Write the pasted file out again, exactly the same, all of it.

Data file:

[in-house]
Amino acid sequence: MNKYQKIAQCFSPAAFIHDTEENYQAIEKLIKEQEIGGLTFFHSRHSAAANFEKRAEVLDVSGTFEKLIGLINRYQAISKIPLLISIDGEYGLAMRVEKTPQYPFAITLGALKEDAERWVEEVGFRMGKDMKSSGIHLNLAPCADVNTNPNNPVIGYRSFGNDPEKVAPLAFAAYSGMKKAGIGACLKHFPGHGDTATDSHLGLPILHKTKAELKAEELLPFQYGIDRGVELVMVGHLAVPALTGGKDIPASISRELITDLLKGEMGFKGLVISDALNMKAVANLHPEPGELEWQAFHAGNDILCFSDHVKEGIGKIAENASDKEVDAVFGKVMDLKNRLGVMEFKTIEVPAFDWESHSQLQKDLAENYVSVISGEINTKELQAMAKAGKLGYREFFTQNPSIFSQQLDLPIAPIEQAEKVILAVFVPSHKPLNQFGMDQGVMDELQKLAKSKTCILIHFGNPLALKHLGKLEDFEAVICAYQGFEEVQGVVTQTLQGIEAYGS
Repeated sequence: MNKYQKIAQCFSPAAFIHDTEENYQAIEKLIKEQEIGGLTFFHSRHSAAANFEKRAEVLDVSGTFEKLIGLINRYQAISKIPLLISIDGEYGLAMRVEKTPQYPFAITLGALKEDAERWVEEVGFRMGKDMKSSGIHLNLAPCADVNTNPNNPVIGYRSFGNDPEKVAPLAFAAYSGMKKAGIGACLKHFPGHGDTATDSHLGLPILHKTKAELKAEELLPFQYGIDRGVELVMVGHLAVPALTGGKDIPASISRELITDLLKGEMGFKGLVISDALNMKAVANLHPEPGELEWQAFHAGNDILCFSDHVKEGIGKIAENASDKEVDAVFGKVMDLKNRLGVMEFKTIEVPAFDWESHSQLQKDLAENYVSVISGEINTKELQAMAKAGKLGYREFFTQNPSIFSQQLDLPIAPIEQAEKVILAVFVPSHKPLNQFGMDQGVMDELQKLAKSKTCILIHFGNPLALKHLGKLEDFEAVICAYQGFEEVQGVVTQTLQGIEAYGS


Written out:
[in-house]
Amino acid sequence: MNKYQKIAQCFSPAAFIHDTEENYQAIEKLIKEQEIGGLTFFHSRHSAAANFEKRAEVLDVSGTFEKLIGLINRYQAISKIPLLISIDGEYGLAMRVEKTPQYPFAITLGALKEDAERWVEEVGFRMGKDMKSSGIHLNLAPCADVNTNPNNPVIGYRSFGNDPEKVAPLAFAAYSGMKKAGIGACLKHFPGHGDTATDSHLGLPILHKTKAELKAEELLPFQYGIDRGVELVMVGHLAVPALTGGKDIPASISRELITDLLKGEMGFKGLVISDALNMKAVANLHPEPGELEWQAFHAGNDILCFSDHVKEGIGKIAENASDKEVDAVFGKVMDLKNRLGVMEFKTIEVPAFDWESHSQLQKDLAENYVSVISGEINTKELQAMAKAGKLGYREFFTQNPSIFSQQLDLPIAPIEQAEKVILAVFVPSHKPLNQFGMDQGVMDELQKLAKSKTCILIHFGNPLALKHLGKLEDFEAVICAYQGFEEVQGVVTQTLQGIEAYGS
Repeated sequence: MNKYQKIAQCFSPAAFIHDTEENYQAIEKLIKEQEIGGLTFFHSRHSAAANFEKRAEVLDVSGTFEKLIGLINRYQAISKIPLLISIDGEYGLAMRVEKTPQYPFAITLGALKEDAERWVEEVGFRMGKDMKSSGIHLNLAPCADVNTNPNNPVIGYRSFGNDPEKVAPLAFAAYSGMKKAGIGACLKHFPGHGDTATDSHLGLPILHKTKAELKAEELLPFQYGIDRGVELVMVGHLAVPALTGGKDIPASISRELITDLLKGEMGFKGLVISDALNMKAVANLHPEPGELEWQAFHAGNDILCFSDHVKEGIGKIAENASDKEVDAVFGKVMDLKNRLGVMEFKTIEVPAFDWESHSQLQKDLAENYVSVISGEINTKELQAMAKAGKLGYREFFTQNPSIFSQQLDLPIAPIEQAEKVILAVFVPSHKPLNQFGMDQGVMDELQKLAKSKTCILIHFGNPLALKHLGKLEDFEAVICAYQGFEEVQGVVTQTLQGIEAYGS